Hackaday Podcast 033: Decompressing From Camp, Nuclear Stirling Engines, Carphone Or Phonecar, And ArduMower

Hackaday Editors Mike Szczys and Elliot Williams are back from Chaos Communication Camp, and obviously had way too much fun. We cover all there was to see and do, and dig into the best hacks from the past week. NASA has a cute little nuclear reactor they want to send to the moon, you’ve never seen a car phone quite like this little robot, and Ardupilot (Ardurover?) is going to be the lawn mowing solution of the future. Plus you need to get serious about debugging embedded projects, and brush up on your knowledge of the data being used to train facial recognition neural networks.

Take a look at the links below if you want to follow along, and as always tell us what you think about this episode in the comments!

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Hands-On: CCCamp2019 Badge Is A Sensor Playground Not To Be Mistaken For A Watch

Last weekend 5,000 people congregated in a field north of Berlin to camp in a meticulously-organized, hot and dusty wonderland. The optional, yet official, badge for the 2019 Chaos Communication Camp was a bit tardy to proliferate through the masses as the badge team continued assembly while the camp raged around them. But as each badge came to life, the blinkies that blossomed each dusk became even more joyful as thousands strapped on their card10s.

Yet you shouldn’t be fooled, that’s no watch… in fact the timekeeping is a tacked-on afterthought. Sure you wear it on your wrist, but two electrocardiogram (ECG) sensors for monitoring heart health are your first hint at the snoring dragon packed inside this mild-mannered form-factor. The chips in question are the MAX30001 and the MAX86150 (whose primary role is as a pulse sensor but also does ECG). We have high-res ADCs just waiting to be misused and the developers ran with that, reserving some of the extra pins on the USB-C connector for external devices.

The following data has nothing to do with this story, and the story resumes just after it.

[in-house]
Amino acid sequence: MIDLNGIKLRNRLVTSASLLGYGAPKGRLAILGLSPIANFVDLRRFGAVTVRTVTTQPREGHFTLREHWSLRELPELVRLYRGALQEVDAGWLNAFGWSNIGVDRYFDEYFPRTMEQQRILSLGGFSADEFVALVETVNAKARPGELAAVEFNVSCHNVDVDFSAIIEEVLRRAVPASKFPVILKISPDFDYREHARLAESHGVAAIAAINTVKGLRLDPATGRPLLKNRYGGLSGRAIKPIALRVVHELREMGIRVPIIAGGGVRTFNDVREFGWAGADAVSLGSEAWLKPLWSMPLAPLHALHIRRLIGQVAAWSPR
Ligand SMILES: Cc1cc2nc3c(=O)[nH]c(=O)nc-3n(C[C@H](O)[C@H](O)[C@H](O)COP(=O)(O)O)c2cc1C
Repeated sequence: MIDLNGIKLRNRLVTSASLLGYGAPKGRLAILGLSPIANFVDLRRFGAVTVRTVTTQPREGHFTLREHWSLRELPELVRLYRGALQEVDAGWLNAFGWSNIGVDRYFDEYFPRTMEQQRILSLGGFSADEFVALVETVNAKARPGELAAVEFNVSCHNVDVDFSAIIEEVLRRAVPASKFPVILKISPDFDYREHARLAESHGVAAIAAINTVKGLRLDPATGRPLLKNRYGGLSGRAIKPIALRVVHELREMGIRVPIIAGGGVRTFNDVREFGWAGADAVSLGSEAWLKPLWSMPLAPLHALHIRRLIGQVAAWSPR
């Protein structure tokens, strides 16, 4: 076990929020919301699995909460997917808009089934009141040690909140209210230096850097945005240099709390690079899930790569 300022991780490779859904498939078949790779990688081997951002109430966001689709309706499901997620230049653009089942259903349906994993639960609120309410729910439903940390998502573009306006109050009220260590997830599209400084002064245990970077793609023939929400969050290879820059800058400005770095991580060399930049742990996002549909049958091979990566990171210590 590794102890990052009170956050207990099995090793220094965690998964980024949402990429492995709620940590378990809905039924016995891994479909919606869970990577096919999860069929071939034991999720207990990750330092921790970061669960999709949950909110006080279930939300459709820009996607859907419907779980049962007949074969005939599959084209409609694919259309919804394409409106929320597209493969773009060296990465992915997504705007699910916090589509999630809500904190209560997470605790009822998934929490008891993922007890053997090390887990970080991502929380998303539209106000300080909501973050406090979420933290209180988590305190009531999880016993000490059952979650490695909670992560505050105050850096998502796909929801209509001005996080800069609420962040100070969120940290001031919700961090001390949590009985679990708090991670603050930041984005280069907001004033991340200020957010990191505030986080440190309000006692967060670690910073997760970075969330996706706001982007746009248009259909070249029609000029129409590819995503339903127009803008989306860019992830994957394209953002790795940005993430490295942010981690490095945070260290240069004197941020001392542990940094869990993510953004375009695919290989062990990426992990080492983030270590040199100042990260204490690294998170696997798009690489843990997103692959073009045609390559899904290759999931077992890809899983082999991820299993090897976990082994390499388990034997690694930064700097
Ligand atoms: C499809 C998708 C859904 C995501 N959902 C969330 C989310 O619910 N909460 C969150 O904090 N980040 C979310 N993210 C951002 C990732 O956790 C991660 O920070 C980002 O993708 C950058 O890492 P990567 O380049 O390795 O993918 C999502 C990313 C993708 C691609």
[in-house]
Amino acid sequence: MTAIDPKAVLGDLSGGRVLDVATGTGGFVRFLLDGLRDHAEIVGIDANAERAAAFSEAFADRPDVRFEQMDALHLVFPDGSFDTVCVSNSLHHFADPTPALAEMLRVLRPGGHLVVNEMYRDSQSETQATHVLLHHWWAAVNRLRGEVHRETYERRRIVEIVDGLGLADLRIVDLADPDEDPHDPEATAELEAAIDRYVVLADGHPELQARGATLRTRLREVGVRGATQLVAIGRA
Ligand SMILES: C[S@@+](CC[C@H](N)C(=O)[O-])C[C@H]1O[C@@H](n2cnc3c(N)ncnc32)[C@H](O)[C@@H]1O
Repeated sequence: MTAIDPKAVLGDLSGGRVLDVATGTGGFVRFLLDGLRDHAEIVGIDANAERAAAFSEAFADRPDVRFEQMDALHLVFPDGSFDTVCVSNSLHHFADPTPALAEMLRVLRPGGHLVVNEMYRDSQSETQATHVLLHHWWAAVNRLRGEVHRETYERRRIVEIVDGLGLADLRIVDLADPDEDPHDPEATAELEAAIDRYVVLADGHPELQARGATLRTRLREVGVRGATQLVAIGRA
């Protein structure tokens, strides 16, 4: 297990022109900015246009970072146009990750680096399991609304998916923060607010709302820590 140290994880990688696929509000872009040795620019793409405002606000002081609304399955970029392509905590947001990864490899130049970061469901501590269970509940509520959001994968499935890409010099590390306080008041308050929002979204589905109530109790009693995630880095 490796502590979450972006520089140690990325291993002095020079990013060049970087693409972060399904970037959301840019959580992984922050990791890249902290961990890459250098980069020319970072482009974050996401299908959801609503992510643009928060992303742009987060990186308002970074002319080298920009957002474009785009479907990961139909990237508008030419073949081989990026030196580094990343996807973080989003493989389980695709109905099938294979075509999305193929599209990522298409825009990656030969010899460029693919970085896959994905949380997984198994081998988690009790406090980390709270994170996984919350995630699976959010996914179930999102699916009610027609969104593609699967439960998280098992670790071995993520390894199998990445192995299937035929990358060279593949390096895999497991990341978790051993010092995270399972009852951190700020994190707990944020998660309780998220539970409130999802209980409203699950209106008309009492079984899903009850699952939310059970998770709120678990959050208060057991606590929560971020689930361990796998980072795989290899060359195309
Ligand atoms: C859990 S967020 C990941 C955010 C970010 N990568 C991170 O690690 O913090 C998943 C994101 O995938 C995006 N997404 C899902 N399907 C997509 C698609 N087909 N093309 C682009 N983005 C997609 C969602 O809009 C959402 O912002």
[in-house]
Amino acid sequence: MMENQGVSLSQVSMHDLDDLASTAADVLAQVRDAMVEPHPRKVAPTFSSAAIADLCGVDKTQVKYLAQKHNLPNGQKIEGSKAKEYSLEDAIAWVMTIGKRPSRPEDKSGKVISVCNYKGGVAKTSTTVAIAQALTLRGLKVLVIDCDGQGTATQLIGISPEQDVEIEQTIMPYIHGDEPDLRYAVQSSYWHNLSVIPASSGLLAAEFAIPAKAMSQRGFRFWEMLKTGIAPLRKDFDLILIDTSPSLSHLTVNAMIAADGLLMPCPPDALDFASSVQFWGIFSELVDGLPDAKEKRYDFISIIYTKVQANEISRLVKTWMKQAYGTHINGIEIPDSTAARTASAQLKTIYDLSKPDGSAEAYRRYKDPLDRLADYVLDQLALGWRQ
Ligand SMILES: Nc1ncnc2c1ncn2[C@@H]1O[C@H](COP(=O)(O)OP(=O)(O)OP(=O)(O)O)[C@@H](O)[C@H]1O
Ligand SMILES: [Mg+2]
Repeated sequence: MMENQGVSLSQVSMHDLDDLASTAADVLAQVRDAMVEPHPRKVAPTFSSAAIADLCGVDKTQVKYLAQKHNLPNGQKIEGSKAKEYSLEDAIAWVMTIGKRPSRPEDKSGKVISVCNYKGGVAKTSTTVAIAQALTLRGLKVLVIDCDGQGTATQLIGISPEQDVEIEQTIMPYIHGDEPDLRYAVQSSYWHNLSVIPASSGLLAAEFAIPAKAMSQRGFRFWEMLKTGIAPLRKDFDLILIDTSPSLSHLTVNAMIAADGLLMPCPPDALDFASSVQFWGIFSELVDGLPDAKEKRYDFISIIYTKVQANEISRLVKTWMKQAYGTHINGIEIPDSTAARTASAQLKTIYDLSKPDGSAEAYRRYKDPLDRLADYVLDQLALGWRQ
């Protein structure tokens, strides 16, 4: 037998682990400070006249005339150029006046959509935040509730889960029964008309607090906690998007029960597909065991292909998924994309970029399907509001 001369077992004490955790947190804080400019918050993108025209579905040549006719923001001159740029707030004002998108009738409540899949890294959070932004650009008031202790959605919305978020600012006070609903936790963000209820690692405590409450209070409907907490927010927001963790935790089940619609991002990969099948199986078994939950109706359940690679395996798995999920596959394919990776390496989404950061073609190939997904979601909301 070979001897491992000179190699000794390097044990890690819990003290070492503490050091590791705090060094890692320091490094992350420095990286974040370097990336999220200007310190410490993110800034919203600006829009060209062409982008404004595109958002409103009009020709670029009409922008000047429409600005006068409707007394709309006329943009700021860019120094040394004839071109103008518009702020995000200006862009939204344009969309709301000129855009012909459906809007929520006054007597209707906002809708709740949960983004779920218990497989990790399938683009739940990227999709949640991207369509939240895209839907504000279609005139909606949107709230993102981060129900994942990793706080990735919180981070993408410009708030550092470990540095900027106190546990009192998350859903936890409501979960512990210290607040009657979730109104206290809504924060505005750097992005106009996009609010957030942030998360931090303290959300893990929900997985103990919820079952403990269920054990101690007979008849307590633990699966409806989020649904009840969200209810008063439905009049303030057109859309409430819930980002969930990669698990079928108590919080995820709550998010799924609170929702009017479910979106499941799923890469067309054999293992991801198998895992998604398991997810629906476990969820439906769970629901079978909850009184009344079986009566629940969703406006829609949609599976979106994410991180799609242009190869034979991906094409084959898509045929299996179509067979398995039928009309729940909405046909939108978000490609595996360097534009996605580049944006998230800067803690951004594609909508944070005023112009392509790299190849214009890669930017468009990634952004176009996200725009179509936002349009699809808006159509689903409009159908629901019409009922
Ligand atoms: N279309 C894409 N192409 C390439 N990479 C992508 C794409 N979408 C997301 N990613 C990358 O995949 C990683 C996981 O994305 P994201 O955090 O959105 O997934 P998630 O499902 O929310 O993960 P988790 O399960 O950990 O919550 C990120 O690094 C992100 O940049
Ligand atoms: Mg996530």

There was a 10€ kit on offer that let you solder up some electrode pads (those white circles with gel and a snap for a solid interface with your body’s electrical signals) to a sacrificial USB-C cable. Remember, all an ECG is doing is measuring electrical impulses, and you can choose how to react to them. During the workshop, one of the badge devs placed the pads on his temples and used the card10 badge to sense left/right eye movement. Wicked! But there are a lot more sensors waiting for you on these two little PCBs.

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The Tens Of Millions Of Faces Training Facial Recognition; You’ll Soon Be Able To Search For Yourself

In a stiflingly hot lecture tent at CCCamp on Friday, Adam Harvey took to the stage to discuss the huge data sets being used by groups around the world to train facial recognition software. These faces come from a variety of sources and soon Adam and his research collaborator Jules LaPlace will release a tool that makes these dataset searchable allowing you to figure out if your face is among the horde.

Facial recognition is the new hotness, recently bubbling up to the consciousness of the general public. In fact, when boarding a flight from Detroit to Amsterdam earlier this week I was required to board the plane not by showing a passport or boarding pass, but by pausing in front of a facial recognition camera which subsequently printed out a piece of paper with my name and seat number on it (although it appears I could have opted out, that was not disclosed by Delta Airlines staff the time). Anecdotally this gives passengers the feeling that facial recognition is robust and mature, but Adam mentions that this not the case and that removed from highly controlled environments the accuracy of recognition is closer to an abysmal 2%.